Go, my beloved children . . . .

by Elouise

“Blessed are those who mourn, for they will be comforted.”  (Matthew 5:4 NIV)

George MacDonald’s December sonnets echo preoccupation with weariness, death, and his longing to be reunited with God and with his children.  George and Louisa MacDonald had 11 children, four of whom preceded them in death.  All four died of tuberculosis, then known as ‘consumption.’

George himself suffered most of his adult life from consumption.  It also claimed the lives of some of their grandchildren.  For a family photo and brief history of George and Louisa MacDonald’s children, click here.  The site includes listings of all known publications by family members, including plays.

In the last four sonnet-stanzas in December, MacDonald anticipates and longs for reunion with his children.  Here’s how he imagines it, beginning with the reading for December 28.

It must be possible that the soul made
Should absolutely meet the soul that makes;
Then, in that bearing soul, meet every other
There also born, each sister and each brother.
Lord, till I meet thee thus, life is delayed;
I am not I until that morning breaks,
Not I until my consciousness eternal wakes.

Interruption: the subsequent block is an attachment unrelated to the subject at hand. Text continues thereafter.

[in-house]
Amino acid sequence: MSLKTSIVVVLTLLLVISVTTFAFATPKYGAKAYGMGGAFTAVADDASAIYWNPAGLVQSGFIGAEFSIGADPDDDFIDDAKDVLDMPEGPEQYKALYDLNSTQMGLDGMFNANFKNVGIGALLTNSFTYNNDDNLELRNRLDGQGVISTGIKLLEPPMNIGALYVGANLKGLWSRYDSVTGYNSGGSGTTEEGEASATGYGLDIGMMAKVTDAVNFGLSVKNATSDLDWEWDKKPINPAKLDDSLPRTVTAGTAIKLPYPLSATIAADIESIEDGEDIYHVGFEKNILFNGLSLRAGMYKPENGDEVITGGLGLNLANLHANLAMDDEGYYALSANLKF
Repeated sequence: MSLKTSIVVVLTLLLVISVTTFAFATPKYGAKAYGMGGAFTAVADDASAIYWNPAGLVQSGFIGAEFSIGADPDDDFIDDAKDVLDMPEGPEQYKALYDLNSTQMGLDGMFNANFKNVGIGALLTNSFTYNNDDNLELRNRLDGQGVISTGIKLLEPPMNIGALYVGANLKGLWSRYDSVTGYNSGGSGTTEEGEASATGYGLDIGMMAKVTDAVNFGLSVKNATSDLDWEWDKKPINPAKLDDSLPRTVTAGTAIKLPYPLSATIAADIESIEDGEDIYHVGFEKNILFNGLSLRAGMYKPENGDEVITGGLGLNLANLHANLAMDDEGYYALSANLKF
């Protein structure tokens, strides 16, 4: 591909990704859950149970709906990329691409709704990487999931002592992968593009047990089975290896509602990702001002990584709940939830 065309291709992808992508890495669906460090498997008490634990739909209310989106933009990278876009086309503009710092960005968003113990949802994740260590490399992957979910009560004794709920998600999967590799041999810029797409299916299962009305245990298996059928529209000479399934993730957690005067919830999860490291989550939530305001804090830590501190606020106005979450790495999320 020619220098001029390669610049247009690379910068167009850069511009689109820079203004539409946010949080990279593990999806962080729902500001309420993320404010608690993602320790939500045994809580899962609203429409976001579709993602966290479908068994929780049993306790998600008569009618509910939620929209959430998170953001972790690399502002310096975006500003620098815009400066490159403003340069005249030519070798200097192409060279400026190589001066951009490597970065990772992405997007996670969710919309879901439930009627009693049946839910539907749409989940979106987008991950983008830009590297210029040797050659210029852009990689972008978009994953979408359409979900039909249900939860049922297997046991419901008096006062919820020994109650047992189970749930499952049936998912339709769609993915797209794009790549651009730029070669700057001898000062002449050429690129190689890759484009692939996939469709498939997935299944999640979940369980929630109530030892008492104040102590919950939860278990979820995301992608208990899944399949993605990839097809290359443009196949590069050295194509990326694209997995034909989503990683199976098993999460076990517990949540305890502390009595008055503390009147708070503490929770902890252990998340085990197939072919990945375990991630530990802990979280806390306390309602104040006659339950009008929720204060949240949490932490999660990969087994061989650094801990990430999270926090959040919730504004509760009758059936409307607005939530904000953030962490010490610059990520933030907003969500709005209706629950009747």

Again I shall behold thee, daughter true;
The hour will come when I shall hold thee fast
In God’s name, loving thee all through and through.
Somewhere in his grand thought this waits for us.
Then shall I see a smile not like thy last –
For that great thing which came when all was past,
Was not a smile, but God’s peace glorious.

Twilight of the transfiguration-joy,
Gleam-faced, pure-eyed, strong-willed, high-hearted boy!
Hardly thy life clear forth of heaven was sent,
Ere it broke out in a smile, and went.
So swift thy growth, so true thy goalward bent,
Thou, child and sage inextricably blent,
Wilt one day teach thy father in some heavenly tent.

Go, my beloved children, live your life.
Wounded, faint, bleeding, never yield the strife.
Stunned, fallen-awake, arise, and fight again.
Before you victory stands, with shining train
Of hopes not credible until they are.
Beyond morass and mountain swells the star
Of perfect love – the home of longing heart and brain.

George MacDonald, The Diary of an Old Soul, Augsburg Fortress Press 1994 (pp. 127-128).  First published as A Book of Strife in the Form of a Diary of an Old Soul,  privately published 1880

I wish you God’s peace during this transition from one year to the next.  I’ll be taking the next few days off for rest and reflection.

© Elouise Renich Fraser, 30 December 2014